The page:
• Very good defense. Along with footwork, defense is another important component of the out-boxer’s repertoire. Sooner or later, your opponent is bound to be successful in closing the distance between you. Whether that means an end to the fight, or just a minor setback depends on your defense
  • Excellent Stamina. As an outboxer, you need to constantly move around, and throw jabs to maintain your distance. All of this will wear you down, and if your stamina isn’t up to the task, then the fight could end pretty quickly
  • Very good jabs and straights. Jabs and straights are the out-boxer’s bread and butter. They need to be strong enough so your opponent can’t just power through them. But they need to be effective enough so you don’t need to expend too much energy on them. At the same time, you need to throw jabs as often as you can, so that your opponent doesn’t get a window to close in on you

The out-boxer’s style is best for more defensive fighters. Typically, their goal is to win in points, rather than by knockout. Still, there are cases of out-boxers packing a lot of power in their punches, and winning by knockout.

Famous out-boxers:

  • Muhammad Ali
  • Floyd Mayweather Jr.
  • Lennox Lewis
  • Pernell Whitaker
  • Winky Wright
  • Roy Jones Jr.
  • Wladimir Klitschko
  • Felix Trinidad, 
  • Larry Holmes

6.3. Slugger

Sluggers are probably the most brutal type of fighters. Their footwork is basic at best, but what they lack in finesse, they more than make up for in straight-up, raw power. 

Generally, sluggers aren’t very mobile in the ring, and have a hard time keeping up with faster fighters. But when they do catch their opponents, sluggers can often end the fight with just a single punch. 

They throw fewer punches than swarmers or out-boxers, and they don’t use any complex, flashy combinations. They often leave themselves open to counterpunching, but they have the chin and endurance to just shrug them off.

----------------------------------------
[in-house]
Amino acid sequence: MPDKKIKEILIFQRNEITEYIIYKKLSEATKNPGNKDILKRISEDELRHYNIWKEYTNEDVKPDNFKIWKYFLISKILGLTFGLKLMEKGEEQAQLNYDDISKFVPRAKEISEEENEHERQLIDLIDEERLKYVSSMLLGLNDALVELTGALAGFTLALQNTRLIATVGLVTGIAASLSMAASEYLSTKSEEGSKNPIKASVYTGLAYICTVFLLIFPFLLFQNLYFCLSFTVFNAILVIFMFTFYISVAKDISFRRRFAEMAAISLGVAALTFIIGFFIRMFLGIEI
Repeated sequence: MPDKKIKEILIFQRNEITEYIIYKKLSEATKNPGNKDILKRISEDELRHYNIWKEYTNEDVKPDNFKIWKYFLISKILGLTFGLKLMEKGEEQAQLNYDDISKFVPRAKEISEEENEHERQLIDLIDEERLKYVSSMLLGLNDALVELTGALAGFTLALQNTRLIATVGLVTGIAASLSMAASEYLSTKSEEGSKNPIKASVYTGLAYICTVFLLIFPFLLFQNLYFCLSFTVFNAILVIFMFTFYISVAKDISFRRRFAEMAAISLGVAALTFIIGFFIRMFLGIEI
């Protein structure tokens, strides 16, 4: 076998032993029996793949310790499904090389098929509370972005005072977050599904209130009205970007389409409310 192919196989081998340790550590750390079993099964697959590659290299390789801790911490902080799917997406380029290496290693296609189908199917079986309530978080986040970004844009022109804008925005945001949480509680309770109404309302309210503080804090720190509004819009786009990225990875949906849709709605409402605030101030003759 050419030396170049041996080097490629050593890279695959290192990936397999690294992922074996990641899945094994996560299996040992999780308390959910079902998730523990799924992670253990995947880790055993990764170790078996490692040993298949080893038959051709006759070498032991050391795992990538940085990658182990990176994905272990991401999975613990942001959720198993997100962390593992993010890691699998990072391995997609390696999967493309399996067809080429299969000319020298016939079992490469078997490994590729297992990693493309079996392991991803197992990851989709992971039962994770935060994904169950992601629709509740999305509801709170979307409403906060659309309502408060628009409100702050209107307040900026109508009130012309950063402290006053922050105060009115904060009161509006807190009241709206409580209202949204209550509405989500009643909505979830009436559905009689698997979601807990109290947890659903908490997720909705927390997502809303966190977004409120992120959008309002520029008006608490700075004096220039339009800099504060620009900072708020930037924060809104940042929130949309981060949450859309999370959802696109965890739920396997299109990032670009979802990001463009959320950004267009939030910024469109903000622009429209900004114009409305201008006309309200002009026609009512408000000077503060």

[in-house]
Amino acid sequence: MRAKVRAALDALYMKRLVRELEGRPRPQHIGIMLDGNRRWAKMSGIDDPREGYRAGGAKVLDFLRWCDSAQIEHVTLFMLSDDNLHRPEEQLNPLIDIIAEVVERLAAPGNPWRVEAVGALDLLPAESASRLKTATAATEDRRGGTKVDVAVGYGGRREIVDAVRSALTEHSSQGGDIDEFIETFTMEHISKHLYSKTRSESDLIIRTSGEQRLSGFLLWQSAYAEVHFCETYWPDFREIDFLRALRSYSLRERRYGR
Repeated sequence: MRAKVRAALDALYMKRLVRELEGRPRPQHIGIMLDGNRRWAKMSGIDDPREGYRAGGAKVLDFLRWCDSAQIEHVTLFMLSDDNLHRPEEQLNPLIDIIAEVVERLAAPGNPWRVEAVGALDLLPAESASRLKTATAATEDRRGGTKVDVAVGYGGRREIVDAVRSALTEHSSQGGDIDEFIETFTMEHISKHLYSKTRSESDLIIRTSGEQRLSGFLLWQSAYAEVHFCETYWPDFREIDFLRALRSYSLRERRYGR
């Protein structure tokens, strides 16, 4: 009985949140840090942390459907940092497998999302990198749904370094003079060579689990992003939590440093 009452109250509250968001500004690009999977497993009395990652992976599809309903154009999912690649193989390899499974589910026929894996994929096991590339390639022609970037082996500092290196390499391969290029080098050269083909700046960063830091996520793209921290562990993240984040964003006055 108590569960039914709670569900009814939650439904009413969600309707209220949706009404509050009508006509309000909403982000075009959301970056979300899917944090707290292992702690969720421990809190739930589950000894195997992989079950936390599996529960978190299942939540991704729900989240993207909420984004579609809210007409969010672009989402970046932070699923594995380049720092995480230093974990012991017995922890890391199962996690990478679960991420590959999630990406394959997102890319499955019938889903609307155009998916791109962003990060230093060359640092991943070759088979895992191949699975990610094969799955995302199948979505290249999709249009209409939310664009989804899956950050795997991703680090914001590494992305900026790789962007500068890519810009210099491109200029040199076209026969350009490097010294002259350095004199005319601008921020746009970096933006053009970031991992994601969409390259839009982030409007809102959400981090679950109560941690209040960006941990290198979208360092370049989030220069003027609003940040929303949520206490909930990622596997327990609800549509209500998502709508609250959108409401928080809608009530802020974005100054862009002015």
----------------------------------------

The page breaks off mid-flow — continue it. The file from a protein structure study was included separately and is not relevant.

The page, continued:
A good slugger needs to have:

  • An extremely high tolerance for pain and endurance. Sluggers usually take a lot of punishment in the ring. This is why you’ll need high endurance and pain tolerance, so you can shrug off everything your opponent throws at you
  • Very good chin. Again, expect to take a good beating. Some sluggers just put their hands up to cover their head, and charge straight for their opponent, but there’s still the danger of a well-placed knockout-punch to the chin. As a slugger, you’ll need to be able to take it, and plow through
  • Obscenely high punching power. Sluggers are usually slower than average, so when they do land a punch, they need to make it count. This is why they work extra hard on their punching power

Not everybody’s cut out to be a slugger, but it’s a great style for people with bulkier builds. And while they aren’t as fun or interesting to watch, their effectiveness is often undeniable.

Famous sluggers:

  • Mike Tyson (some experts say he’s more of a slugger than a swarmer, on account of his incredible power)
  • Terry McGovern
  • Sonny Liston
  • Max Baer
  • George Foreman
  • Rocky Graziano

6.4. Boxer-Puncher

In many ways, boxer-punchers are a mix of swarmers and out-boxers. Like an out-boxer, they have very good hand speed, counter-punching, and footwork. But unlike out-boxers, punchers are a lot more aggressive – a trait they share with swarmers.

The puncher’s game plan is to constantly apply pressure on their opponent, and always have control of the fight. They’re among the most entertaining to watch, but it’s a style that’s hard to master.

The typical boxer-puncher needs to have:

  • Good footwork. Punchers need the ability to quickly reposition themselves. Unlike sluggers, who don’t mind taking a lot of hits, punchers want to constantly control the fight by applying pressure from different angles, never letting their opponent react
  • Very good hand speed and combinations. As a puncher, you aren’t trying to end the fight in a single hit. Instead, you’re trying to land as many hits as you can, so that you gradually wear down your opponent. So, as a puncher, you need to constantly be on your toes, and be as fast and unpredictable in your combinations as possible.